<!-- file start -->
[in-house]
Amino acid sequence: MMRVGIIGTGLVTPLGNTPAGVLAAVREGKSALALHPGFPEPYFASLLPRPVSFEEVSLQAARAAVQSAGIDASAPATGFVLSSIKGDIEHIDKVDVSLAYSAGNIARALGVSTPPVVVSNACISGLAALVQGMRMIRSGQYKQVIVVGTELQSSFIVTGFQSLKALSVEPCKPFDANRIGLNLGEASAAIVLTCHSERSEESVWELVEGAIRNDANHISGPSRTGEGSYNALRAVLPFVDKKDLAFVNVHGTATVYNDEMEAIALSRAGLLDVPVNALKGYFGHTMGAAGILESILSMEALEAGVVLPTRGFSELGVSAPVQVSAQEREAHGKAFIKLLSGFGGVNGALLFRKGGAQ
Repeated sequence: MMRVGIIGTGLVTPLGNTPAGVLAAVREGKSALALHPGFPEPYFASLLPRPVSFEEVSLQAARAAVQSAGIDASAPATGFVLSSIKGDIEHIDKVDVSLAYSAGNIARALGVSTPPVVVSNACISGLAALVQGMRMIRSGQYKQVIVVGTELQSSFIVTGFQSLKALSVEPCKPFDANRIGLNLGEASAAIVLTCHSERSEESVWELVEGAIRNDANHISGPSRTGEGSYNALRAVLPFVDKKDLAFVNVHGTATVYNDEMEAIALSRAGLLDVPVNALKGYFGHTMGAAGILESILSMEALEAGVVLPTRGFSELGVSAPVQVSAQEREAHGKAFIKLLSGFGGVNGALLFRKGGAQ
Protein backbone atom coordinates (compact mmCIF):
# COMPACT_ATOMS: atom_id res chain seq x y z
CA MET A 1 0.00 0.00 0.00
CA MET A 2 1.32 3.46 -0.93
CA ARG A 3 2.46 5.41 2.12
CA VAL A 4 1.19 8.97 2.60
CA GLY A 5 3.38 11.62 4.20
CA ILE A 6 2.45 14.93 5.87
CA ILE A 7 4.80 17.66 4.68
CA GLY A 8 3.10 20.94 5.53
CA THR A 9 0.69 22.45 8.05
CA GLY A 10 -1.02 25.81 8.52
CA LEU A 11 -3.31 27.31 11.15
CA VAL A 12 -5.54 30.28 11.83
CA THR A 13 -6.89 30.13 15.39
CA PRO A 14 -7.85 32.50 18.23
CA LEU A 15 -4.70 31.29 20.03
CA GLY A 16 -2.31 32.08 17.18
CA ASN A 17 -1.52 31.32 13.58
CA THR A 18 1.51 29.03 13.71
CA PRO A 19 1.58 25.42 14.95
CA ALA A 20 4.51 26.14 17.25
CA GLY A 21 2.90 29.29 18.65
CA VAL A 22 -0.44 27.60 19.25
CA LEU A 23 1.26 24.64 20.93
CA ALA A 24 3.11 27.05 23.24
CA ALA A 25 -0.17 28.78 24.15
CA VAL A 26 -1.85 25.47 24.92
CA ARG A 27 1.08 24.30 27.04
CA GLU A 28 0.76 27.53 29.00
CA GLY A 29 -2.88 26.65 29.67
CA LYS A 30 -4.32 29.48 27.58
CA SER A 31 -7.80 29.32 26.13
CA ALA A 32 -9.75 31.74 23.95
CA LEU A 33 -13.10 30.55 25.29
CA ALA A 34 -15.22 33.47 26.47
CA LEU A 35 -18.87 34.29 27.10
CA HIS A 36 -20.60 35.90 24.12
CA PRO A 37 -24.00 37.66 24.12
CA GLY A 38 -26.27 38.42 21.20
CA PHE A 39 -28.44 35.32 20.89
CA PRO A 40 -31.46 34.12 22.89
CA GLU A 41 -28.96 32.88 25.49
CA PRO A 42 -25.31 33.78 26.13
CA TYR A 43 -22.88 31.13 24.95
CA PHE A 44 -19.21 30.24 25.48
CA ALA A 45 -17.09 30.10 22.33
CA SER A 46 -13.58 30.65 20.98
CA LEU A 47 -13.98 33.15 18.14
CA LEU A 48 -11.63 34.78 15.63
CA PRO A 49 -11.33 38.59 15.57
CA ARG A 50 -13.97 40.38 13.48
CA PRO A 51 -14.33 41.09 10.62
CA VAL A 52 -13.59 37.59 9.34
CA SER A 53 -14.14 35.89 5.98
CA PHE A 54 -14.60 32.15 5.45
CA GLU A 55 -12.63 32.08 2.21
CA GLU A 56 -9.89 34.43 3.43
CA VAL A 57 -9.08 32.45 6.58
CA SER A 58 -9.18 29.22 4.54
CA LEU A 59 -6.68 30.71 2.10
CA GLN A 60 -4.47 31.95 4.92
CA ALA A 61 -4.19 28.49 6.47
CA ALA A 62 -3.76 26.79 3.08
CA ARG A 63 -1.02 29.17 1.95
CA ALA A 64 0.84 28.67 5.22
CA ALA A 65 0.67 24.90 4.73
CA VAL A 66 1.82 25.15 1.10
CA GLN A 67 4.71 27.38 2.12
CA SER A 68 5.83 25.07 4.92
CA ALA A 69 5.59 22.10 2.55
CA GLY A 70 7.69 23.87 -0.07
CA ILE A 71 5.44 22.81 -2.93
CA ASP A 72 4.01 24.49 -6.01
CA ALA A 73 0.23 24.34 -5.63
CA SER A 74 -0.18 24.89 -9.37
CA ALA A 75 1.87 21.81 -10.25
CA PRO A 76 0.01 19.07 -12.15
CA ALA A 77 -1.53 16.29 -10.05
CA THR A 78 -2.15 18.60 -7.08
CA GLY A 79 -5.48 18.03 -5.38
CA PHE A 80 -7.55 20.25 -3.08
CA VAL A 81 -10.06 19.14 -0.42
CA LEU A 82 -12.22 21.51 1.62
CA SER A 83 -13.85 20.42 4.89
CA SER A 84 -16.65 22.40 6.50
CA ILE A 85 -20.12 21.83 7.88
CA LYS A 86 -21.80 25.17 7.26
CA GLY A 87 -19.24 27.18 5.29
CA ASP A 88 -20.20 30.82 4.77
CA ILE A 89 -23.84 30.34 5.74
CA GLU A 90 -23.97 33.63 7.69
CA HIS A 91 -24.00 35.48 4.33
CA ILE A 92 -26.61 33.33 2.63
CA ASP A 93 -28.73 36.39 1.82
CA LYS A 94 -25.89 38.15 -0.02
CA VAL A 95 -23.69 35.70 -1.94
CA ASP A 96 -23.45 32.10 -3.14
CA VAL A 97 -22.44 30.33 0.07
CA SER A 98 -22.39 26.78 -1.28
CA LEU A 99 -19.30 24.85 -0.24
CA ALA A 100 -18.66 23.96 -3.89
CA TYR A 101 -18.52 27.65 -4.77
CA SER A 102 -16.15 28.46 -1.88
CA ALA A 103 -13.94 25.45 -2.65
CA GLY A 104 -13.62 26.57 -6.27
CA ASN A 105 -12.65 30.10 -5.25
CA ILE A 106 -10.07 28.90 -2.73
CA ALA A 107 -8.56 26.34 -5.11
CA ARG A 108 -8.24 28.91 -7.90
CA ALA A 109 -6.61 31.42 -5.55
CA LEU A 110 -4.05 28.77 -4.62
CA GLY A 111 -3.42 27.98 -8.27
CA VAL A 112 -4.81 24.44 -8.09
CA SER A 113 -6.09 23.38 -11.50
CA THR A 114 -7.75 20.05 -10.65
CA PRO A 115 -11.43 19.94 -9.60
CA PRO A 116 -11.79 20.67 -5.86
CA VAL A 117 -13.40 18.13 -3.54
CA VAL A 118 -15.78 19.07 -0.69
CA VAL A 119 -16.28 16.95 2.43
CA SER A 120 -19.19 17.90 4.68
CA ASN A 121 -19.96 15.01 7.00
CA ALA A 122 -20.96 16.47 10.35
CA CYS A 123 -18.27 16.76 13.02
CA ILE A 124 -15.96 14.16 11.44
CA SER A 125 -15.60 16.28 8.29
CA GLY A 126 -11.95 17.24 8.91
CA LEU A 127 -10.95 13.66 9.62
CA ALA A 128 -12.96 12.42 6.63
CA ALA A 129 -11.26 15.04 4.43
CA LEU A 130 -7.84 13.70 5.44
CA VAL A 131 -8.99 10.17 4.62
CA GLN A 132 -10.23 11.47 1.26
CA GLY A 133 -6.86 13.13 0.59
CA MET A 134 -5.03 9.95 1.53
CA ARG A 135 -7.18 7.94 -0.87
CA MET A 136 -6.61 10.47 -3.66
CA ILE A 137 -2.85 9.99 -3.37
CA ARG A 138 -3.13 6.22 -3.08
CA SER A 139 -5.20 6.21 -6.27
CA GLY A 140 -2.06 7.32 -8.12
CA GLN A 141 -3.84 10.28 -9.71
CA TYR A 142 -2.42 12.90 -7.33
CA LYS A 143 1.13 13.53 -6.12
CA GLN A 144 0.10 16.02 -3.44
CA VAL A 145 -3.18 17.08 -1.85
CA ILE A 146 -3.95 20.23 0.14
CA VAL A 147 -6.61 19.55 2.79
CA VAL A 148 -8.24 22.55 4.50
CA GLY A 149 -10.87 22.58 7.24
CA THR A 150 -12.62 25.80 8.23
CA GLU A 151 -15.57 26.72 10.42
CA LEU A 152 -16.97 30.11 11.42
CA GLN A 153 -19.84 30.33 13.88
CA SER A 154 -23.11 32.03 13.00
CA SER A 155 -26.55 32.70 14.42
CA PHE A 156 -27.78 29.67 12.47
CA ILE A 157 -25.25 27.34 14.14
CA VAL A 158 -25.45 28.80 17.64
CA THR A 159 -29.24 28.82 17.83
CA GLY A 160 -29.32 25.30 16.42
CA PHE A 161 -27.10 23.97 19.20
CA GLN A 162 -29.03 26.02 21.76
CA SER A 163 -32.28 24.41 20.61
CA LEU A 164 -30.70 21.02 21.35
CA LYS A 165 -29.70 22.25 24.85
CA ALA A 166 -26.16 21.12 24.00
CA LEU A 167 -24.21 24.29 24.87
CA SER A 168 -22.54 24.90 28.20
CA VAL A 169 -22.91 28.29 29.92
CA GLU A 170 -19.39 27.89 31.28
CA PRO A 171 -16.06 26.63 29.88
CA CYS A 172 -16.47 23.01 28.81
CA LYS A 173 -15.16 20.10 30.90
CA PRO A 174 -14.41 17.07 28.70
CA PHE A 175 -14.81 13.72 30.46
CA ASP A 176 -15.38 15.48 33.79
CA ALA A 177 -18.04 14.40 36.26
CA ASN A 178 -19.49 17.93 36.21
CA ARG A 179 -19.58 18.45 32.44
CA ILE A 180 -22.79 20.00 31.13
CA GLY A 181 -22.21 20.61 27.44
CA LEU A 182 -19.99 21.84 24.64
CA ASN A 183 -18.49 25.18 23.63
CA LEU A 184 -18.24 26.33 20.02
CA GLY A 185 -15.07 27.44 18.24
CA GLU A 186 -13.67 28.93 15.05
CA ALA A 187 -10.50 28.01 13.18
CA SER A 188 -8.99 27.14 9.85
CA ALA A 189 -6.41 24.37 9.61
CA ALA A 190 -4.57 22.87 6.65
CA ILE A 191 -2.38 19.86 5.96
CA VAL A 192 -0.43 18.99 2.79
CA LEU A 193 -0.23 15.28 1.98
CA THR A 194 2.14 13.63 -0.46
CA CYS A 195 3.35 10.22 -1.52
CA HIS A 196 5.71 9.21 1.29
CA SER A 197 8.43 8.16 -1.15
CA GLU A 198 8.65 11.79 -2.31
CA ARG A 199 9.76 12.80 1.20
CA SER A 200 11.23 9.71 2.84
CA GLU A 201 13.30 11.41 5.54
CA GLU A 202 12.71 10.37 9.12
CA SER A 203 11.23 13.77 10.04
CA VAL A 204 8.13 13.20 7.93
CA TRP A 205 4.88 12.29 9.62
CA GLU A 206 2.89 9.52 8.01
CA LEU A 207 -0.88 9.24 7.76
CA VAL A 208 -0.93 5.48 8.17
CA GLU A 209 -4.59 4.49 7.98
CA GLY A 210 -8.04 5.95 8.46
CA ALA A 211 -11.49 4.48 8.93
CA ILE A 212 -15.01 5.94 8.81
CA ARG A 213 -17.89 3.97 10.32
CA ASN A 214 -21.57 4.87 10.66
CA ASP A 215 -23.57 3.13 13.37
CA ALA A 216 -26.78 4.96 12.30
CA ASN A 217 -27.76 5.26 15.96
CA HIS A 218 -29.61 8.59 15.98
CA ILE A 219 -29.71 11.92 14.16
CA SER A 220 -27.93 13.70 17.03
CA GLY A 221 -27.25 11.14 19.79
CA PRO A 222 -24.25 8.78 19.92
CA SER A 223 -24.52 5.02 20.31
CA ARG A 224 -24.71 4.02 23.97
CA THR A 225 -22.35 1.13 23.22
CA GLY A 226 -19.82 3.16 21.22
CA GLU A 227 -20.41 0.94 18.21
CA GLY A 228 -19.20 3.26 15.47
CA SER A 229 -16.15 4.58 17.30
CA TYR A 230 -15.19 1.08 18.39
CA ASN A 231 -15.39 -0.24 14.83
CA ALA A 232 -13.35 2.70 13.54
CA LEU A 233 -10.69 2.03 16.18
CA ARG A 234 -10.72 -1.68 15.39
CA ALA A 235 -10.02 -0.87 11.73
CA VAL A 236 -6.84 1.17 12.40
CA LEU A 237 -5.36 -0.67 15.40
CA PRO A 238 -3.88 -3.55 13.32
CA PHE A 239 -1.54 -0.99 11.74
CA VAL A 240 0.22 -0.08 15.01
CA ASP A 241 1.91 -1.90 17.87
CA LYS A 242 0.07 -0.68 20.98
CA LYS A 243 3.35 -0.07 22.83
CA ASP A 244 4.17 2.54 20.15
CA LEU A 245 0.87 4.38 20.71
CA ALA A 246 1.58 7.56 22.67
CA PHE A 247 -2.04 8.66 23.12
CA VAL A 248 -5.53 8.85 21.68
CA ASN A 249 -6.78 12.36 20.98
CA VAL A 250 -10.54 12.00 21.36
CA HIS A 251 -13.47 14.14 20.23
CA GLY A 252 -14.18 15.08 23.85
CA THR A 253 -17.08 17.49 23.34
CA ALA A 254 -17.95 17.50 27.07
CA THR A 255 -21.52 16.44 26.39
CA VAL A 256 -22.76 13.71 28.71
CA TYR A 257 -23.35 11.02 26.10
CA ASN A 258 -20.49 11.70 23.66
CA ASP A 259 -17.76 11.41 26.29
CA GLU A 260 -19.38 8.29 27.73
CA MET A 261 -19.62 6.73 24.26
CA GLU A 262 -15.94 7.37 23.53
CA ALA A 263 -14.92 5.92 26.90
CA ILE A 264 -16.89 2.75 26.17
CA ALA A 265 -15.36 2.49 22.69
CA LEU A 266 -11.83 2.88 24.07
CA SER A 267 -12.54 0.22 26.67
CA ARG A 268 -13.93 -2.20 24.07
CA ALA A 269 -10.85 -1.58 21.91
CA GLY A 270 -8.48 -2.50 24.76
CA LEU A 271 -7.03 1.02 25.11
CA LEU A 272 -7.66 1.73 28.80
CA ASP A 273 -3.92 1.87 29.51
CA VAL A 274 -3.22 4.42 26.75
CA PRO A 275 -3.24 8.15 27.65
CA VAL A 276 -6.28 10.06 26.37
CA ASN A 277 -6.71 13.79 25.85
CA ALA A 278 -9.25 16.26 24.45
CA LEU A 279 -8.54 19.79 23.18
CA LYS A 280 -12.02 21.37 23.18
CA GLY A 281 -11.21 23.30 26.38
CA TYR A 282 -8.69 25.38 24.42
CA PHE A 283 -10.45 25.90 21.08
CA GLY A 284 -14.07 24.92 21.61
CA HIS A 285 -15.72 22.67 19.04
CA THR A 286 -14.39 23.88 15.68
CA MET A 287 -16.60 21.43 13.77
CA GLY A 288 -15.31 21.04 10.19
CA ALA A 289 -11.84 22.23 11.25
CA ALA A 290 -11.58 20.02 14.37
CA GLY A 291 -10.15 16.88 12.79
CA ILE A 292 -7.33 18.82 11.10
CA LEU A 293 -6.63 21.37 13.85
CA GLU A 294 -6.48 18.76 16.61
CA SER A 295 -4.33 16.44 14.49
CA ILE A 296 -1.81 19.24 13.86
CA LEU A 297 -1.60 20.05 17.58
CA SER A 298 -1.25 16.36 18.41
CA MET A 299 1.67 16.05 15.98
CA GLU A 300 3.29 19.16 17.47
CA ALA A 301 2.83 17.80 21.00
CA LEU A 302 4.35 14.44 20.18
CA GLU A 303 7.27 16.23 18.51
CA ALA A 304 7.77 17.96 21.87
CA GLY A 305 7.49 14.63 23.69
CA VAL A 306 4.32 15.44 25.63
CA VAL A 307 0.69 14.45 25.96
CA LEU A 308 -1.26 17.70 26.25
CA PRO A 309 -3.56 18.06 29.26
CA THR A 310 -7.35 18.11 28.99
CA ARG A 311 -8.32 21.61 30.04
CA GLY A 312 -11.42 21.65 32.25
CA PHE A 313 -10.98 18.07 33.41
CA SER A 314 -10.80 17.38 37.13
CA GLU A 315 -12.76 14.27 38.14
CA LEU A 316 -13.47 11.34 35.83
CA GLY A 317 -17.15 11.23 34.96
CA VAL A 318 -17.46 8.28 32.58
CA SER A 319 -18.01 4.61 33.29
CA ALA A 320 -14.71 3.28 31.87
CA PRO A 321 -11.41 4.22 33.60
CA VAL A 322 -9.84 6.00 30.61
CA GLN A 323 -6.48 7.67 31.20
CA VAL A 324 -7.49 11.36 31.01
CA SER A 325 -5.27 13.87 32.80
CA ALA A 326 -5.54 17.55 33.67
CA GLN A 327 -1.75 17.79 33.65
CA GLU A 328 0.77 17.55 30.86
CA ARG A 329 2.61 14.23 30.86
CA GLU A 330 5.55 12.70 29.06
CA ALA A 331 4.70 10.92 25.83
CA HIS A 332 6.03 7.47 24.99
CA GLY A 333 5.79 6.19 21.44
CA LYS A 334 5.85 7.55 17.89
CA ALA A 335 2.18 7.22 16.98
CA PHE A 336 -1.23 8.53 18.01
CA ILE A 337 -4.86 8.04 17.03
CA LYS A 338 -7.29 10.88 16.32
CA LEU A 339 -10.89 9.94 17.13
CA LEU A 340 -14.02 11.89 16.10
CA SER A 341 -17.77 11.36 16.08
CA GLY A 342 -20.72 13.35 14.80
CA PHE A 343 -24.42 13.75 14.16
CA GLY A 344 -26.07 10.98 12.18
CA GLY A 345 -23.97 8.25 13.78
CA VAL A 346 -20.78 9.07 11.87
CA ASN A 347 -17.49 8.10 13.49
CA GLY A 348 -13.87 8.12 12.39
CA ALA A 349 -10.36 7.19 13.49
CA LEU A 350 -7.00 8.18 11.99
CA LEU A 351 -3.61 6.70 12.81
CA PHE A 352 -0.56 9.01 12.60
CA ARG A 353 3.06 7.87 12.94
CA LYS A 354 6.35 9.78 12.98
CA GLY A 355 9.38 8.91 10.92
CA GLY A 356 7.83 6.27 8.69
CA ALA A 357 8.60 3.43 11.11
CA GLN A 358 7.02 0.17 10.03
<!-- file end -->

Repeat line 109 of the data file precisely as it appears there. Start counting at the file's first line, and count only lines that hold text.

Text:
CA GLY A 104 -13.62 26.57 -6.27